Lemon juice is the most common form of acid I use in recipes. While I buy bottled juice when lemons are out of season, I also love to use the zest. The zest imparts a lemony flavour without the sourness. Throughout the winter our tree supplied us with a steady supply of fresh lemons, come spring, we had a tree laden with ripe lemons, ready all at once. We harvested a couple of washing buckets full. When preserving lemons I use a number of different methods, this ensures I have lemon flavours available for different recipes all year-round. Lemons preserved in salt are perfect for dressings, salads or Middle Eastern inspired recipes such as Pomegranate Tofu or add to Tabbouleh. I use juice and zest to balance sweetness with berries, and in many other recipes too.
What to do…
- First, wash all the lemons
- Sort and Grade them
- The least ripe and unblemished ones can be kept in the fridge for quite a long time
- Unblemished lemons can be zested before juicing
- Ripe lemons with unblemished skin can be preserved
- Overripe and blemished lemons can be juiced
There are over 1 million search results for juicing lemons and the perfect juicing method. Whether you use a press or juicer to squeeze them, you’ll extract more juice if you roll the lemon first. Press the lemon firmly under your hand against a hard surface and roll before juicing, this breaks the lemon’s membranes. Store some fresh juice in the fridge for short term use and freeze the rest in ice cube trays, then store the cubes in freezer bags. Make 15ml/ 1Tbsp cubes, then they are pre-measured for easy use in recipes.
Use a peeler, zester or sharp knife to remove the zest, make sure to avoid the pith as this will add a bitterness to any recipe you use the zest in. To preserve zest you can freeze it or dehydrate and store in an airtight jar or vac pack for long term storage.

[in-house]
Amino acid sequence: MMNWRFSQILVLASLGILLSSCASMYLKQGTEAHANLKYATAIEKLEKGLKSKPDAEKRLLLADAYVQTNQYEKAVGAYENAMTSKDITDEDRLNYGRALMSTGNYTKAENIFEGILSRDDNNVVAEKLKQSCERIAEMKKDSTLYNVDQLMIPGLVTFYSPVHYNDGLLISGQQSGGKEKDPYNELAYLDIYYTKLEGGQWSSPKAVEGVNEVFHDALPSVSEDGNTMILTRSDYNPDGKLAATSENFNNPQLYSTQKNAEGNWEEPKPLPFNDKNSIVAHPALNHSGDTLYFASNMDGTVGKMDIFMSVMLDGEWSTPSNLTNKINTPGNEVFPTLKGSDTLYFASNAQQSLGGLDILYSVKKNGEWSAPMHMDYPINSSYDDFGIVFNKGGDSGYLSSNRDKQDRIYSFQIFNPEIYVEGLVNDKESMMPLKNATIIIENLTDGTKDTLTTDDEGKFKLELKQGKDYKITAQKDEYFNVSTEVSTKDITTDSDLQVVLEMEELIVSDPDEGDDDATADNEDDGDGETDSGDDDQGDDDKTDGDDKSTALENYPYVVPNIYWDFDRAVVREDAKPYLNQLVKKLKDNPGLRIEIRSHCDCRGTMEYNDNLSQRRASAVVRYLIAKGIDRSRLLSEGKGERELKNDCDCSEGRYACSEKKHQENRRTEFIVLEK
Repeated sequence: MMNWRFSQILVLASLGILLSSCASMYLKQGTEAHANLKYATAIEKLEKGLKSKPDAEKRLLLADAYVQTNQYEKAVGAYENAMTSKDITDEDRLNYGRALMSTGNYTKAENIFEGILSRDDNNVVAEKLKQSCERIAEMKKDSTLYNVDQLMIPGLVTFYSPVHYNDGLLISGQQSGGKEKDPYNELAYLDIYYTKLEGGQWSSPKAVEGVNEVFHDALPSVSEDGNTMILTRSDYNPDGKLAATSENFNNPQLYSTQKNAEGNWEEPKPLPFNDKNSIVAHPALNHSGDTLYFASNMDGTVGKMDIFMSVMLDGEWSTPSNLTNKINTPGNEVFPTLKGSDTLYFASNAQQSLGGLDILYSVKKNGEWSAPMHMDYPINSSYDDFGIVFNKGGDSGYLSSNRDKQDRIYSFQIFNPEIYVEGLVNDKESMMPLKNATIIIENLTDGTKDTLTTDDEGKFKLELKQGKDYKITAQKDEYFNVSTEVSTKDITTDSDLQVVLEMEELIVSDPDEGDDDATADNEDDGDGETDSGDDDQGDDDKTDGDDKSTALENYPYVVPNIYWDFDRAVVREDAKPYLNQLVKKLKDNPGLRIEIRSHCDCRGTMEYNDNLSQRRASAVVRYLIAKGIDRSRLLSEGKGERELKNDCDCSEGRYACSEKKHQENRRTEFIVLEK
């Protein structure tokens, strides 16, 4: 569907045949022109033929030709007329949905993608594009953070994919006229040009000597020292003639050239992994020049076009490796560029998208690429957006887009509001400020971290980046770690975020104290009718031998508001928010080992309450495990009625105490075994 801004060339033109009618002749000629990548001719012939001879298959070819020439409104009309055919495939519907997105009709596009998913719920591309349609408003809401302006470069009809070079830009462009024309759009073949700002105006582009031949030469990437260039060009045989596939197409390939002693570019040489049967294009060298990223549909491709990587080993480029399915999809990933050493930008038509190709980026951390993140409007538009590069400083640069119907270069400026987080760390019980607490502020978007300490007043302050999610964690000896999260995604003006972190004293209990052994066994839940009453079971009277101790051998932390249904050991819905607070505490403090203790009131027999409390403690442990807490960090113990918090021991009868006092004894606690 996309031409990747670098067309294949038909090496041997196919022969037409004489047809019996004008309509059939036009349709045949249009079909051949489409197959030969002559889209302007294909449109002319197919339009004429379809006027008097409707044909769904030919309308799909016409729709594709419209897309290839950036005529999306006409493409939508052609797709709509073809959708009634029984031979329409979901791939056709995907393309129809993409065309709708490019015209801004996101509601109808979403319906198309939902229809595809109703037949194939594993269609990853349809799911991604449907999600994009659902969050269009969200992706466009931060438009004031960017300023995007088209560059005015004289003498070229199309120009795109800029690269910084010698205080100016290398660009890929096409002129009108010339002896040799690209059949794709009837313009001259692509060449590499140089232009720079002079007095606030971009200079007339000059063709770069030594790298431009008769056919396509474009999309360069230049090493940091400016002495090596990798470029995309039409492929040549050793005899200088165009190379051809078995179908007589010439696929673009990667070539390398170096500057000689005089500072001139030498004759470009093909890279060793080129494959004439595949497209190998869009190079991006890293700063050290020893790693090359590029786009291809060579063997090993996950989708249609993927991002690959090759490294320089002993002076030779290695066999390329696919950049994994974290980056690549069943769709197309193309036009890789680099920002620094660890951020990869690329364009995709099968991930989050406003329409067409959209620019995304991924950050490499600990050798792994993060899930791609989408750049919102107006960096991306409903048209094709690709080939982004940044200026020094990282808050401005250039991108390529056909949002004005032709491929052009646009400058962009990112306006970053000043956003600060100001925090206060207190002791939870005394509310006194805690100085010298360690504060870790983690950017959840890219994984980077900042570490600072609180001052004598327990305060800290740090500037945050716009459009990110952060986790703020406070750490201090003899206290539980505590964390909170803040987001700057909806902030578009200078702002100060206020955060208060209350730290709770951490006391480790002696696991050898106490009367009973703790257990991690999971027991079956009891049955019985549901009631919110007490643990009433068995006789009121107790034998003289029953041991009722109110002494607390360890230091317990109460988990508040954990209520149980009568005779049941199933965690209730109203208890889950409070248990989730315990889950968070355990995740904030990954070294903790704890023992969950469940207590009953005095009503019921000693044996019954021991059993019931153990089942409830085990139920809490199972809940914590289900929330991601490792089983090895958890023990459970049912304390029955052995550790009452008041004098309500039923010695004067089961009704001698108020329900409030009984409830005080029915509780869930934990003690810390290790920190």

Preserving lemons with salt is common practice for use in Middle Eastern and North African Recipes such as Tagines and couscous.
You will need:
Sterilised Preserving jars – reusing condiment and jam jars may be okay, though they may crack when being sterilised as they aren’t as necessarily fit for purpose
Salt – rock salt is commonly used to preserve lemons, though sea salt is used by some chefs. I use a medium ground rock salt or coarse Himalayan salt.
Lemons – washed and blemish-free
Optional – bay leaves, pickling spice or cinnamon quills
What to do:
- Over a bowl, cut lemons lengthwise into quarters, stopping about 5mm short of the stem end.
- Sprinkle 1 heaped teaspoon of salt inside the cut lemon, rub to cover the surfaces.
- Add a layer of salt to the base of a sterilized jar
- Pack lemons tightly in the jar, sprinkling a layer of salt between each lemon.
- Add the bay leaves, pickling spice or cinnamon if desired, I tend to make on jar plain, one spiced.
- Pour any juice captured when cutting the lemons into the jar, top up with squeezed lemon juice, you can add some water if you don’t have enough. Make sure the lemons are covered
- Seal the jar/s and store in a cool, dark cupboard for 3- 4 weeks. Turn the jars periodically to distribute the salt and juice evenly, and then again before opening.
- Refrigerate once open.